Dan Jurden is an independent software developer located in Brenham, Texas. He is a Microsoft Certified Professional. He co-authored the book Creating Visual FoxPro Applications using Visual FoxExpress with BOb Archer, published by Hentzenwerke Publishing. He has also authored articles published in CoDe Magazine and Universal Thread Magazine dealing with SQL Server and other topics. Dan has presented topics at the German DevCon, Essential Fox, SQL Server Live!, and GLGDW conferences. He has been developing Client-Server applications using SQL Server for several years. Dan can be reached via email at email@example.com.
One of the primary reasons that VFP developers make the decision to move their data to SQL Server is the promise of additional security. However, if you don’t take the time to set things up properly, you data can be just as vulnerable as if it were in VFP tables. This article will give an overview of the different SQL Server security models, then cover one of the best (in my opinion) way to secure your data; the application role.
The wanna-be programmer
Every organization has at least one of these. This is the guy in accounting or marketing who has been tinkering with Access or File Maker Pro at home. He has created a couple of little databases; a home inventory system, a contact list, etc. At the coffee machine, he is always talking to you about his latest hobby. Now he thinks he knows enough about developing database applications that he is giving you advise about the latest system you are creating. I’m sure you know the guy I’m talking about.
These are the type of people who are the most dangerous. One day, you finally realize just how dangerous he is. At the water cooler one afternoon he says, “I was looking at the sales table in your application earlier today. I saw a field in there called PK_Sales. It contained a bunch of jibberish and is called a uniqueidentifier. What is that?”
How to keep them out of your application data
One of the most common ways to set up SQL Server security for your applications is to use ODBC to connect to the server using Windows Authentication. So when your application connects to the server using the ODBC DSN, it has access to select from, insert into or update whatever tables it needs. You may have security features in your application to prevent certain users from getting into areas that contain data that they shouldn’t be able to see or change.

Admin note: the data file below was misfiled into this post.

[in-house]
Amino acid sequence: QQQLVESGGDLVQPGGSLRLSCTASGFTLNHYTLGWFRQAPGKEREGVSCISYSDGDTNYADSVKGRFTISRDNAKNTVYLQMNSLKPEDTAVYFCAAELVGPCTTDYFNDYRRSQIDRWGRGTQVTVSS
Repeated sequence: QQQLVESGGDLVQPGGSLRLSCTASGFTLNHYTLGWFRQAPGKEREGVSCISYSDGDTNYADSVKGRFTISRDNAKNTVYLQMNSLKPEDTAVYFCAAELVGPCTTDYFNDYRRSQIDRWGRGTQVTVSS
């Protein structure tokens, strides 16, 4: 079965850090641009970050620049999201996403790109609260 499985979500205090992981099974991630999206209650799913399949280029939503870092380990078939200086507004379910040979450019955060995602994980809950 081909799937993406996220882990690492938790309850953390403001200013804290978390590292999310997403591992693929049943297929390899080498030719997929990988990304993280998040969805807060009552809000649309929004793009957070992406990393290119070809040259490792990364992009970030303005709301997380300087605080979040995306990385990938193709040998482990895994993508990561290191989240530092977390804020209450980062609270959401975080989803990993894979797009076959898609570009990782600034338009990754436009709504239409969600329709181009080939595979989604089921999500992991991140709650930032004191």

The problem with this is that anybody with Access, Excel, File Maker Pro, or any other application that can connect to data via ODBC, can connect to your database also. Once they connect using one of these other applications, you have no control over what they can see or do.
Wouldn’t be nice if the users could log on to the server, but have no access rights to anything on it? Then the application could log on and it would have access to everything. This would solve the problem. What I have just described is SQL Server’s Application Role Security model.
SQL Server Security
I am not going to attempt to cover everything there is to know about SQL Server security in this article. It is not possible. There have been several articles, whitepapers and books written on this topic. I will give a quick high-level overview of security so you’ll have an idea of how things work.
Windows Integrated Authentication
This is probably the easiest authentication model to use. If a user can log onto your network, you can grant that user account access to SQL Server. The user does not have to supply a different username and password for access to SQL Server. You can create SQL Server logins for each user of your network or you can use your network security groups.
So, let’s say you have 15 users in the accounting department. On your domain, there is a group called Accounting to which each of these users are assigned. You can add a login to SQL Server for the Accounting group and grant that login access to the accounting database.
Now all 15 users in the Accounting group can log on to SQL Server and use the accounting database.